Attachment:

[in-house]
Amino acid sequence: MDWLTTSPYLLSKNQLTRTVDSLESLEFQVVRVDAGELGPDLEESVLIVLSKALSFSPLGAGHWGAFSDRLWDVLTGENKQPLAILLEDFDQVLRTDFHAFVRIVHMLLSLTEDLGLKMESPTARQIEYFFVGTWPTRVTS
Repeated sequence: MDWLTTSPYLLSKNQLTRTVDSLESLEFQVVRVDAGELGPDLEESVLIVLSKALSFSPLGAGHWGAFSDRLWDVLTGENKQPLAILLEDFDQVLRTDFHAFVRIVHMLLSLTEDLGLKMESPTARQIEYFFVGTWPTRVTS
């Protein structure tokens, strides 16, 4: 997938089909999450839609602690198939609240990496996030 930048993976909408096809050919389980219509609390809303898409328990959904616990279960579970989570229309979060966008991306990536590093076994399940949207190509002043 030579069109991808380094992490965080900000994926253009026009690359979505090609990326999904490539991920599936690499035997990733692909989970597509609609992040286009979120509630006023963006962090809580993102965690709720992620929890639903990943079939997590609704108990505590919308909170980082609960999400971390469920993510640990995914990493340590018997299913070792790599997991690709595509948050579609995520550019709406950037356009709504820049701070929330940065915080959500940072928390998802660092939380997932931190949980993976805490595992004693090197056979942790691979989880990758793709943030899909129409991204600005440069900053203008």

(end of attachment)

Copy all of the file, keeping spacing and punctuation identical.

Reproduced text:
[in-house]
Amino acid sequence: MDWLTTSPYLLSKNQLTRTVDSLESLEFQVVRVDAGELGPDLEESVLIVLSKALSFSPLGAGHWGAFSDRLWDVLTGENKQPLAILLEDFDQVLRTDFHAFVRIVHMLLSLTEDLGLKMESPTARQIEYFFVGTWPTRVTS
Repeated sequence: MDWLTTSPYLLSKNQLTRTVDSLESLEFQVVRVDAGELGPDLEESVLIVLSKALSFSPLGAGHWGAFSDRLWDVLTGENKQPLAILLEDFDQVLRTDFHAFVRIVHMLLSLTEDLGLKMESPTARQIEYFFVGTWPTRVTS
């Protein structure tokens, strides 16, 4: 997938089909999450839609602690198939609240990496996030 930048993976909408096809050919389980219509609390809303898409328990959904616990279960579970989570229309979060966008991306990536590093076994399940949207190509002043 030579069109991808380094992490965080900000994926253009026009690359979505090609990326999904490539991920599936690499035997990733692909989970597509609609992040286009979120509630006023963006962090809580993102965690709720992620929890639903990943079939997590609704108990505590919308909170980082609960999400971390469920993510640990995914990493340590018997299913070792790599997991690709595509948050579609995520550019709406950037356009709504820049701070929330940065915080959500940072928390998802660092939380997932931190949980993976805490595992004693090197056979942790691979989880990758793709943030899909129409991204600005440069900053203008």